The Hidden Dangers of Chancletas

In the rush to get ready, Valerie, a forty year old female, mysteriously injured her foot. She thought it was karma, as she had been teasing her cousin about a similar injury that ultimately resulted in her cousin having a broken foot. Valerie had been running from the mirror, to the closet, trying to find the perfect combination of makeup and outfit, but suddenly felt a sharp pain in her midfoot. She stumbled and immediately fell in tears. There was no tripping or accidental slip involved. It just happened suddenly in a frantic moment. Her poor boyfriend confessed to me that he had been carrying Valerie on his back to get from room to room in their house because the initial pain was so bad, and it was actually starting to cause him low back pain. When I asked her what kind of footwear she had on, she told me she always wore her chanclas, or flip-flops. Valerie subsequently had x-rays performed which revealed a fracture. She almost lost it.

Chancletas are very versatile footwear. They’re extremely popular, particularly in warmer climates, where they are ubiquitous. Latinos know them well. They can be used as practical foot wear, a make-shift hammer, cockroach and bug killer, as well as the occasional disciplinary tool for an unruly child (we’ve all been there). They can be used indoors and outdoors and come in a variety of colors to match any outfit. Plus, they are extremely cheap and extremely comfortable. When I was a student, I got by weeks not having to wear anything other than my flip-flops during summers and springs. I would do everything in them, from running to catch a bus, or stretching out my feet at the library while studying.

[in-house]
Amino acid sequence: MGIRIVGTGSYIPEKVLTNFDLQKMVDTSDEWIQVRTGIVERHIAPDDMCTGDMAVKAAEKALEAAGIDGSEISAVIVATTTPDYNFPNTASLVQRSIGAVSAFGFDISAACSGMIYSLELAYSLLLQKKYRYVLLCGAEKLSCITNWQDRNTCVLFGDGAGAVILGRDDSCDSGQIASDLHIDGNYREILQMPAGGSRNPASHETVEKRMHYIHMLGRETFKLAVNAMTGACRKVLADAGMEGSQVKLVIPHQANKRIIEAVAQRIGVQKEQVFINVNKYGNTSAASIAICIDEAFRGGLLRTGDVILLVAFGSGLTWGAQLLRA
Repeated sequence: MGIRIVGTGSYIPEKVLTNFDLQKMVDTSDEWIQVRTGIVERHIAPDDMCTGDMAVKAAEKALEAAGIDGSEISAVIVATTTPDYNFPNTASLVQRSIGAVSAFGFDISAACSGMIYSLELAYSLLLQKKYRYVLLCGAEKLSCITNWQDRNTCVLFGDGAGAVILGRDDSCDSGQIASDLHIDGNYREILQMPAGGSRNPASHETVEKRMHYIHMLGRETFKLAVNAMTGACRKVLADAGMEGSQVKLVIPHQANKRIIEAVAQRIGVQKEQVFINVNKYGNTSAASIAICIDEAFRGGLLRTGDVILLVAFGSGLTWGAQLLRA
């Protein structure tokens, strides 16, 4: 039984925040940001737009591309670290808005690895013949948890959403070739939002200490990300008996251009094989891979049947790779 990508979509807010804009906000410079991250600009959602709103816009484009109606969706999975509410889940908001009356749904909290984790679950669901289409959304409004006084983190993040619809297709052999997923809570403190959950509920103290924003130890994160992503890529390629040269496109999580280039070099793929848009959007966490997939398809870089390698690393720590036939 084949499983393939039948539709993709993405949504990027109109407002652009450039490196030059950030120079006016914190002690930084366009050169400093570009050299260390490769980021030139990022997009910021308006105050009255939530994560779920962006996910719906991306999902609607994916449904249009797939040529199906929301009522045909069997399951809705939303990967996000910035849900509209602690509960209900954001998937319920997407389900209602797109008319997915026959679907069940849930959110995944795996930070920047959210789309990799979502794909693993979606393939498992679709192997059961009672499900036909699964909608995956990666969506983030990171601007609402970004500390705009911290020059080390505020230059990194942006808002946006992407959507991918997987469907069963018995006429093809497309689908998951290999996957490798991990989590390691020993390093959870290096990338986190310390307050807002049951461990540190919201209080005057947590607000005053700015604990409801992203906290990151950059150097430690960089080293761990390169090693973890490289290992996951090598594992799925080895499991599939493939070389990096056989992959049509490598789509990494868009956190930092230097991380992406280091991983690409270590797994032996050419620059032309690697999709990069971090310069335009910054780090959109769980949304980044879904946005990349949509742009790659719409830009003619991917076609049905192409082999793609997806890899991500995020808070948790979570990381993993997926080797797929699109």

The problem, however, is that flip-flops are unfortunately flat and provide no arch support for the midfoot. This can lead to an increase stress along the bones of the midfoot and with repetitive use, can lead to stress fractures. Stress fractures can be mild in terms of their presentation, or they can be excrutiating and treating them usually requires weeks of rest and wearing a big walking boot to prevent further injury.

Short of a stress fracture, wearing flat footwear can also affect the arch of the midfoot and can lead to things like a foot sprain, an ankle sprain, knee pain, low back pain, plantar fasciitis (or inflammation of the underlying foot), heel spurs and accidents. People tend to be less coordinated when wearing chanclas. Also, having an exposed foot can pose a danger when walking outside as all sorts of objects can potentially stab, burn, scratch or stub the foot. I can speak from personal experience, where I have managed to stub a toe or two and have actually had sunburn happen. I’m particularly careful around hot beverages.

Ultimately, wearing appropriate footwear is very important. When going for a walk outside, wearing a nice pair of sneakers is the safest way to prevent an injury. It’s never okay to wear chanclas to the gym. It’s never a good idea to run in chanclas. It’s never a good idea to wear chanclas outside when there is any sort of precipitation on the ground.

Fortunately for Valerie, after a visit to the orthopedics doctor, it was determined that she only had a sprain. Now, she can’t wear her cute shoes to match her floral dress because she’s locked into a walking boot for the next few weeks, but at least it wasn’t broken. And I’m sure that Valerie’s boyfriend was also quite relieved.

By: Dr. Juan Borja
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